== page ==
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Geneva paints + video ?

Hi folks,
So I'm getting nearer to purchasing some Geneva paints for the first time. I was thinking of getting The essential palette with the power bundle. Its not far off the Complete palette set but I'm thinking of not getting that as I tend to mix my own black anyway.
Any thoughts suggestions would be great ?
Also I have tended to watch randomly Mark`s free online videos over past couple of years but have not yet followed things properly.
When I get the paints I intend to buy the How To Paint Realism video and seriously follow the method.
Again any thoughts suggestions and experiences on  this would be great.


  • I would recommend buying the whole paint set and going solvent-free and non-toxic. Might want some brush dip too, it lasts a long time.

    As for the video, it’s not necessary.  Don’t get me wrong though, it’s great.  Think of it as a longer version of his videos, but it doesn’t contain any secrets, more of a long-form reinforcement of the whole process.
  • Thanks @PaulB, but is there much point getting the whole set when it only seems to have the black as extra, (I'm wondering if I will use it) if I were to get the essential and power bundle ? Considering I mix black myself. Did you not also mix your own black when you did Marks course ? (thought I read it in your blog).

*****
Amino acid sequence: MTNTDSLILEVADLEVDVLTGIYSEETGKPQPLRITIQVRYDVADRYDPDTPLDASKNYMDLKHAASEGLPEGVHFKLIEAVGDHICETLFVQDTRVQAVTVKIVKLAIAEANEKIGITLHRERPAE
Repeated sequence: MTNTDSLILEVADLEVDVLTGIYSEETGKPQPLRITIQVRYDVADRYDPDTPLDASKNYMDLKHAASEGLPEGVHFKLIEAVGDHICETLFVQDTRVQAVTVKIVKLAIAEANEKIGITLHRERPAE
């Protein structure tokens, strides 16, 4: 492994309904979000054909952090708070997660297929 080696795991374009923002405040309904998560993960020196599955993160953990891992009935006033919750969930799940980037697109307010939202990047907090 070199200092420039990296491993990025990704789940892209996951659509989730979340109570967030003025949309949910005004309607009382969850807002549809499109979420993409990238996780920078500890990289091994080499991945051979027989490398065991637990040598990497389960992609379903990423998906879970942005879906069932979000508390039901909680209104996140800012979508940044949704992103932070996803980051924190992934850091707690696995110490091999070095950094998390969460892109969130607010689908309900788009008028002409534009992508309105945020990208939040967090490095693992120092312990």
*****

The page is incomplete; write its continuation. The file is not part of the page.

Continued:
Thanks again maybe I will just go for watching his videos for his tutoring.
    m going to have to make my own brush dip (but I've notice a few posts on here on that) as I live in UK
  • PaulBPaulB mod
    edited October 2018
    Black: while it’s true that you can mix your own black from blue and brown, and adjust it warmer and cooler as you wish, you can also do that with tube black.

    Suppose you don’t buy black.  You’ll need extra brown and blue, because black is the color you’ll likely use the most of.  At least, I do.

    I mixed my own black during the Austin course.  It wasn’t a choice, there was no black paint there.  It worked out well, but I always felt like I got the proportions wrong, and wasn’t achieving the blackest black.  Turns out I was, and it was just the lights were so bright that it looked grey.

    The power colors are great.  But at 100ml per tube, they are basically a lifetime supply.  I’ve had the power colors for over a year, but I’ve barely touched the red, and that phthalo goes an awful long way.  So if you had a cheap little tube of phthalo, it would suffice, and in the quantities you use, it doesn’t really need any medium.
  • SummerSummer -
    edited October 2018
    @MichaelD I agree with @PaulB but I did purchase Mark's long videos.  I watched and transcribed portions because I didn't want to miss out on a thing--haha.  The brush dip is a godsend with the brush holders!  I use two.  Since the whole idea is to save time and money it is wise to develop a painting technique that does not ruin the brushes.  That is pull and drag the bristles while avoiding pushing them against the surface you are painting on.  You are doing a lot of things right already.  Impressed!